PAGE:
This study explores the lived experiences of education liaisons in Minnesota and Pakistan in the context of cultural myths of modern educational progress, as envisioned in world society theory. Using a multi-sited ethnographic and narrative inquiry approach with 10 core participants over a discontinuous, more than five-year time period, it finds that an important aspect of education liaisons’ work is re-interpreting and re-working dominate social imaginaries of the meaning of mass education, such as those involving urban Black communities in the U.S. and rural, Pashto-speaking communities in Pakistan. This study both supported and challenged aspects of world society theory, resulting in four core analytical themes emerging from the work of liaisons: The social construction of marginality and its imaginations as an institutionalized expertise; the importance of ‘awkward’ political social imaginaries in relation to educational myth-making as everyday liaison work; understanding institutionalized manifestations of power and silence as enduring practices of bewitchment, and the tensions of engaging with particular legacies of racial and gender oppression, while constructing imaginative possibilities and social identities in institutional contexts. This study contains practical recommendations for educational policy and practice.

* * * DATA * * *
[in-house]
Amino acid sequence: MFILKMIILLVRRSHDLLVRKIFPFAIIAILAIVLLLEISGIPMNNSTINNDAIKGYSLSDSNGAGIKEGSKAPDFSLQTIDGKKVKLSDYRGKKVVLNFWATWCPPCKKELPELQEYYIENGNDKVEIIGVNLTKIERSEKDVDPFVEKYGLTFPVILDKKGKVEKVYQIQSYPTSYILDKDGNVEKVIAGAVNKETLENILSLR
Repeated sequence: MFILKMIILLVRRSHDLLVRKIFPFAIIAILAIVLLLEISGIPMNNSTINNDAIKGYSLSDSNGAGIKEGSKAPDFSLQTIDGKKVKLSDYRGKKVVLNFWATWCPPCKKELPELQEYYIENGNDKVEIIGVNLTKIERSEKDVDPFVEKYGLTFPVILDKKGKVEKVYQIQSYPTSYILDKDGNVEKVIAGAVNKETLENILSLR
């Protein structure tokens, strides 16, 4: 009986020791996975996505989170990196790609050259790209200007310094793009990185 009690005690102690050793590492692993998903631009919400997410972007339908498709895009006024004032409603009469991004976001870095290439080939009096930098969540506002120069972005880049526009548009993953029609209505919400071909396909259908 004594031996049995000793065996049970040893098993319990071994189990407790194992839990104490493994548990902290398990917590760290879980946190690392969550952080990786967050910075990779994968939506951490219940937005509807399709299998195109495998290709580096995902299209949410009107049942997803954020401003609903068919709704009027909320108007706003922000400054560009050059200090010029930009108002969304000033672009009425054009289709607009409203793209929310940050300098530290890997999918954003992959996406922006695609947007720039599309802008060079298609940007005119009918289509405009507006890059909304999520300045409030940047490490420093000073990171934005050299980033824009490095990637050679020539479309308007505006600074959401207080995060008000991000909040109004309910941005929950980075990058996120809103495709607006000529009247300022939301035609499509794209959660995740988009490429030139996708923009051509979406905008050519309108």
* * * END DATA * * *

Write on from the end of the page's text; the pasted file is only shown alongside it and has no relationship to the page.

University of Minnesota Ph.D. dissertation. March 2016. Major: Organizational Leadership, Policy, and Development. Advisors: Peter Demerath, Gerald Fry. 1 computer file (PDF); vii, 372 pages.
Over-Medicated Boys and Girls Down the Well: The Politically Awkward ‘Imaginaries’ of Education Liaisons in the U.S. and Pakistan.
Retrieved from the University of Minnesota Digital Conservancy,
Content distributed via the University of Minnesota's Digital Conservancy may be subject to additional license and use restrictions applied by the depositor.